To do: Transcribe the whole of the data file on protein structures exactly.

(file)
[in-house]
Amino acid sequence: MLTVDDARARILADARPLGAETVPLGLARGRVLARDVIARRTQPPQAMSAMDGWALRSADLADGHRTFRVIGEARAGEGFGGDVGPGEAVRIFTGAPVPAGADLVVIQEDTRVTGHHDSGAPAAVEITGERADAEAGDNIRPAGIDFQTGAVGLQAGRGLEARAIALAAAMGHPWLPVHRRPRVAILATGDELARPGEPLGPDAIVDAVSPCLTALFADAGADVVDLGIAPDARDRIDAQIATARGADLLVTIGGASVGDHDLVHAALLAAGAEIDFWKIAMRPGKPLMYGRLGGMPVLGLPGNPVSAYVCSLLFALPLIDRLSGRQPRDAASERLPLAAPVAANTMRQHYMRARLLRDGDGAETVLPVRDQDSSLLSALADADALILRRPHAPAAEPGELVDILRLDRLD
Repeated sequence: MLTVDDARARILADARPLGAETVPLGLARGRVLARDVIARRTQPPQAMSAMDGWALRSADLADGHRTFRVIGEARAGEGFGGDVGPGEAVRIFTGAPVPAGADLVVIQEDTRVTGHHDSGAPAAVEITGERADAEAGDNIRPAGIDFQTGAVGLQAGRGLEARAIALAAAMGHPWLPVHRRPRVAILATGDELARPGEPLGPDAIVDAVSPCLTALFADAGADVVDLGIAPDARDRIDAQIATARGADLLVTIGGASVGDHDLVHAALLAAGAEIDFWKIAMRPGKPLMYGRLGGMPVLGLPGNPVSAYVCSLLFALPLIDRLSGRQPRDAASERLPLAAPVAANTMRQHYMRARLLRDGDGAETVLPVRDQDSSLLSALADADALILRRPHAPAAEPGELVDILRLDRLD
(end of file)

[in-house]
Amino acid sequence: MLTVDDARARILADARPLGAETVPLGLARGRVLARDVIARRTQPPQAMSAMDGWALRSADLADGHRTFRVIGEARAGEGFGGDVGPGEAVRIFTGAPVPAGADLVVIQEDTRVTGHHDSGAPAAVEITGERADAEAGDNIRPAGIDFQTGAVGLQAGRGLEARAIALAAAMGHPWLPVHRRPRVAILATGDELARPGEPLGPDAIVDAVSPCLTALFADAGADVVDLGIAPDARDRIDAQIATARGADLLVTIGGASVGDHDLVHAALLAAGAEIDFWKIAMRPGKPLMYGRLGGMPVLGLPGNPVSAYVCSLLFALPLIDRLSGRQPRDAASERLPLAAPVAANTMRQHYMRARLLRDGDGAETVLPVRDQDSSLLSALADADALILRRPHAPAAEPGELVDILRLDRLD
Repeated sequence: MLTVDDARARILADARPLGAETVPLGLARGRVLARDVIARRTQPPQAMSAMDGWALRSADLADGHRTFRVIGEARAGEGFGGDVGPGEAVRIFTGAPVPAGADLVVIQEDTRVTGHHDSGAPAAVEITGERADAEAGDNIRPAGIDFQTGAVGLQAGRGLEARAIALAAAMGHPWLPVHRRPRVAILATGDELARPGEPLGPDAIVDAVSPCLTALFADAGADVVDLGIAPDARDRIDAQIATARGADLLVTIGGASVGDHDLVHAALLAAGAEIDFWKIAMRPGKPLMYGRLGGMPVLGLPGNPVSAYVCSLLFALPLIDRLSGRQPRDAASERLPLAAPVAANTMRQHYMRARLLRDGDGAETVLPVRDQDSSLLSALADADALILRRPHAPAAEPGELVDILRLDRLD